When going digital is inevitable: a multidimensional view of newspaper managers’ responses to newswork change
Thesis DisciplineMedia and Communication
Degree GrantorUniversity of Canterbury
Degree NameDoctor of Philosophy
This is an empirical inquiry about managing newswork change in newspaper organisations. It addresses a basic issue for the sustainability of newspapers: How do newspaper managers deal with newswork changes at a time of uncertainty and complexity? Media management focuses predominantly on the business and audience aspects of the newspaper's operation, with less attention to the professional and social aspects of managing newswork. Media management is not an established academic field, despite its growing popularity and progress in the past two decades. In the scholarship, there is a tendency to apply multidisciplinary knowledge to understand media change. However, many scholars simply 'import' organisational and management theory without questioning the relevance of the theory to their research on newswork.
Drawing upon case studies at three newspaper organisations, this research examines three characteristics distinctive of newspaper organisations — the newspaper as a business with dual goals, news organising as institutionalised and professionalised processes, and newswork as a time machine, so as to explicate the contexts, content and processes of managing newswork during strategic change. It develops Pettigrew's theoretical framework of understanding organisational change by incorporating the sensemaking and sensegiving perspectives, and offers a new perspective on the managing of newswork during strategic change.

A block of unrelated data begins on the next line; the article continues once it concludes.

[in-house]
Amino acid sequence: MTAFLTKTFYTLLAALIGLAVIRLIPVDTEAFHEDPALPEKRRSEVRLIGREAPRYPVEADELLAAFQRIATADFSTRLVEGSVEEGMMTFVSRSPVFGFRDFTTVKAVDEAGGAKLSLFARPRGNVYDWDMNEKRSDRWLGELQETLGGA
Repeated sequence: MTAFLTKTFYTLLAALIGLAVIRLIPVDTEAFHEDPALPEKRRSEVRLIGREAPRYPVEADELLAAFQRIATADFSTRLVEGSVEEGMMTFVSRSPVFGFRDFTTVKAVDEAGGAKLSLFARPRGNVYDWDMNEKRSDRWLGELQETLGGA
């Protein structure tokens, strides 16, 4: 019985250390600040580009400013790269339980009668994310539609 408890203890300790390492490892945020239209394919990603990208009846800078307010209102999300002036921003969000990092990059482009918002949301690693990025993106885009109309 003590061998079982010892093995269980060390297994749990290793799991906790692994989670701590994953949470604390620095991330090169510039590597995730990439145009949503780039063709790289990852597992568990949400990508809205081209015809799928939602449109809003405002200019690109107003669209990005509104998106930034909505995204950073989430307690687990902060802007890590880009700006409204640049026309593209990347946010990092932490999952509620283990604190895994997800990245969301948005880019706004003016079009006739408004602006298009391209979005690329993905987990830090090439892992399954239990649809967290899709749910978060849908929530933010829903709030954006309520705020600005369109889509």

The results show that there is a recurring story in the three cases — namely change is emergent, and people’s views on change impact the strategic performance of newspaper organisations. Specifically, newspaper organisation is an emergent environment in which managing and doing newswork are parts of the same strategic processes, and that, therefore, they cannot be treated and studied as separate managerial entities. Applying the sensemaking and related process perspectives, the managing of newswork is understood as a social process of enactment in which both managers and journalists make and give meanings to their practices and in turn make the strategic change — which is emergent, incremental, and idiosyncratic in nature — meaningful and sustainable.
This thesis concludes that during the strategic change, sensemaking about newswork has positive impacts on strategic performances only when the social goal of newswork is addressed simultaneously with the business goal, the past experiences and lessons gained by strategy doers on the frontline are valued and backed up by strategy makers, and when managers give the time and space which allow quality journalism to be achieved. These findings and the novel research design employed contribute to journalism, organisational change, and media management fields of research.